Heat a wok until it's smoking hot. Add in the chilli oil and garlic and cook 30 seconds or so until the garlic is nicely browned. Add the broccoli florets and sliced stem and stir-fry for 1 minute. That’s it! You want the broccoli to be bright green, and crisp tender for that great crunch! Enjoy!


  1. Sounds like you and I have the same problem - Kashef hates brocolli and I LOVE it. Will def. try this recipe, am keeping my fingers crossed on whether I can convert him, will let you know. Btw, have you thought of including a pic of the divine dishes you prepare, to go with each post?

  2. Haha, love it! Do you know according to the BBC, women are meant to have more refined taste buds than men and while men essentially just get the basic "meaty, sweet, salty" women can taste the more nuanced flavours like sour, bitter and so on. Probably utter nonsense given how many more men are chefs and wine connoisseurs, but still - food for thought!

    Try the recipe and let me know how it goes. If the US weren't so stickler about food, Id have mailed you some LKK, but you might find it on the US amazon? Its awesome stuff, I use it everywhere!

    The no-pics is a deliberate experiment to see if the blog stands on the strength of the writing alone. I don't know the answer...what do you think?

  3. I concur with the BBC story; my husband is a man of simple tastes - his favorite food is pizza (though he only eats it after he's gone on a few 7-mile runs that week) and he hates anything green, esp. broccoli. I speak some veggies in with the meat or seafood dishes I cook, but that's about it. We may well have that LKK sauce here, you can certainly find other stuff from that brand at groceries. My favorite place to shop for greens, fruits and anything Asian is this Korean chain called H-Mart near our place that's teeming desis given they carry all sorts of Asian veggies and fruits that other places don't and the bargains aren't too bad either. Do you guys have those in the UK?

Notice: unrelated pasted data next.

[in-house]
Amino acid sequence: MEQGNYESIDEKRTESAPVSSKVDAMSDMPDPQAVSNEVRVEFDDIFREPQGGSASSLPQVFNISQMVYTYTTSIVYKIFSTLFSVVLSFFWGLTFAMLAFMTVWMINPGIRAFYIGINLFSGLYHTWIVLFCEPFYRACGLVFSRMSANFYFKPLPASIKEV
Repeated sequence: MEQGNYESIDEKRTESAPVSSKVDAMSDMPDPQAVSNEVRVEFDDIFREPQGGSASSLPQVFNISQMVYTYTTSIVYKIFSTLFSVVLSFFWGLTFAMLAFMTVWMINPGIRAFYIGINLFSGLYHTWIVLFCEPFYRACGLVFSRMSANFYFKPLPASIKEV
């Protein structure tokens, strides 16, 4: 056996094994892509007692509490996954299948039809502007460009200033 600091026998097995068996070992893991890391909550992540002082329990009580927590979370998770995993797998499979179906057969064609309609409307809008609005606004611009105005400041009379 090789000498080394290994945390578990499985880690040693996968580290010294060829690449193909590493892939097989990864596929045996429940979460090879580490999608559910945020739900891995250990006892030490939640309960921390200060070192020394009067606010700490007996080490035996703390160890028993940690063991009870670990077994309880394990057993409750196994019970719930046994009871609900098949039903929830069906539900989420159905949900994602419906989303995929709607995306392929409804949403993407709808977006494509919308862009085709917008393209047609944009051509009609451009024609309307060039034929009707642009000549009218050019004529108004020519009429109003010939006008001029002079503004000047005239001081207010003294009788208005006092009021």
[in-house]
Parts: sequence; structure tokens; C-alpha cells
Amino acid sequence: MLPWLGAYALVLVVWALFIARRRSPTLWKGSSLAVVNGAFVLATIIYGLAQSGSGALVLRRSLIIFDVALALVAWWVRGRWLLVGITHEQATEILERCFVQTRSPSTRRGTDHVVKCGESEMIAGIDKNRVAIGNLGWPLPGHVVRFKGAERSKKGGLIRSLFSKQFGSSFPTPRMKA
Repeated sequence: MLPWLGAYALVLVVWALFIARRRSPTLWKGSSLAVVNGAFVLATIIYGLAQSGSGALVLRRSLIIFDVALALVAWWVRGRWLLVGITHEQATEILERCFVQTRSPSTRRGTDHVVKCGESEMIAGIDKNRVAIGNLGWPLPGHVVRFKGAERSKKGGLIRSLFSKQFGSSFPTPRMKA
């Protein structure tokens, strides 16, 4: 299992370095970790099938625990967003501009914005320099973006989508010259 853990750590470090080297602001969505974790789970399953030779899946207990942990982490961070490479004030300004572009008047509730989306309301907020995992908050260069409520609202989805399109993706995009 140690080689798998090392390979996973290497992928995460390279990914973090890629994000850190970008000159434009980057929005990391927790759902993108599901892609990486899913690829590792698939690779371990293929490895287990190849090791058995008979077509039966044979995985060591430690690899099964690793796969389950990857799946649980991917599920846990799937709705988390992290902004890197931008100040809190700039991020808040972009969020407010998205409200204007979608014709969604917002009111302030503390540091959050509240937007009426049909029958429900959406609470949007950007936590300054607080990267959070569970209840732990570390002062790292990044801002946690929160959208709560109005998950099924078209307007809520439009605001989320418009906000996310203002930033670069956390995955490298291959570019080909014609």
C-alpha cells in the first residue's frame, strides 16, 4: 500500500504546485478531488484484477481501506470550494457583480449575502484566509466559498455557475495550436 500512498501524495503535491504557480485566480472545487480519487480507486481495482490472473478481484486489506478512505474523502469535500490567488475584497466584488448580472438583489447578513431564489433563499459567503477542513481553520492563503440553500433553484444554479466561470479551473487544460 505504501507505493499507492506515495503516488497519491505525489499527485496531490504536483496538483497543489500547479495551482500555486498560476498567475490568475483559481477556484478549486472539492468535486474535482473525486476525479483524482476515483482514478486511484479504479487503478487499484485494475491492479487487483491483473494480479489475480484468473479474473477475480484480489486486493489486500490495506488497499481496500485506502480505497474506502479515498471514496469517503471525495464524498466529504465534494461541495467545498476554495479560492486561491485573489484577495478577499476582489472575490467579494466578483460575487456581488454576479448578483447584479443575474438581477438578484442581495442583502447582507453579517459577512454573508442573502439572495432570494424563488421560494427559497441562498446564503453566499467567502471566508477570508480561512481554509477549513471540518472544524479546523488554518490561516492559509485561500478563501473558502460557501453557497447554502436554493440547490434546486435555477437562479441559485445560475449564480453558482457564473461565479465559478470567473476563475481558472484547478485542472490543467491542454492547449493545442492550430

4. haha, thats funny. And scarily reminiscent of Sid. I once made gobi-parathas for him and he lapped them up. And then I stupidly told him what was inside them and he made me swear never to "mislead" him again. There are defi ethnic stores here, but we are pretty lucky in that the basic supermarket has 99pc of the stuff you need - all my masalas, and pickles and lentils, plus all the asian sauces. Very commendable selection. And for produce, I tend to go to Borough and other farmers markets...I love the fruit and veg in the UK - its all super high quality, untampered stuff and you can TASTE the freshness. Which is why its such a pity that Sid wont eat it - he has no clue what he's missing!

  5. I think I'm a bit of a typical desi cheapskate when it comes to produce - the prices at farmers markets here send me into a near dead faint, so I tend to stay away. Although I am a huge fan of places like Trader Joes which have organic produce and all sorts of gourmet foods under their own brand. I know the UK has the whole "cash and carry" concept; haven't been to one, but I think the US equivalent is something like Costco....having grown up in Bangladesh I'm still amazed by the 'super-size' consumer mentality in the US, but this store takes bulk buying to a whole new level!

  6. Be a cheapskate with annnnnnyyyything else, but not food!!!! It's what goes into you! Nothing's more important!!! but what do I know, I'm just an obsessive foodie :)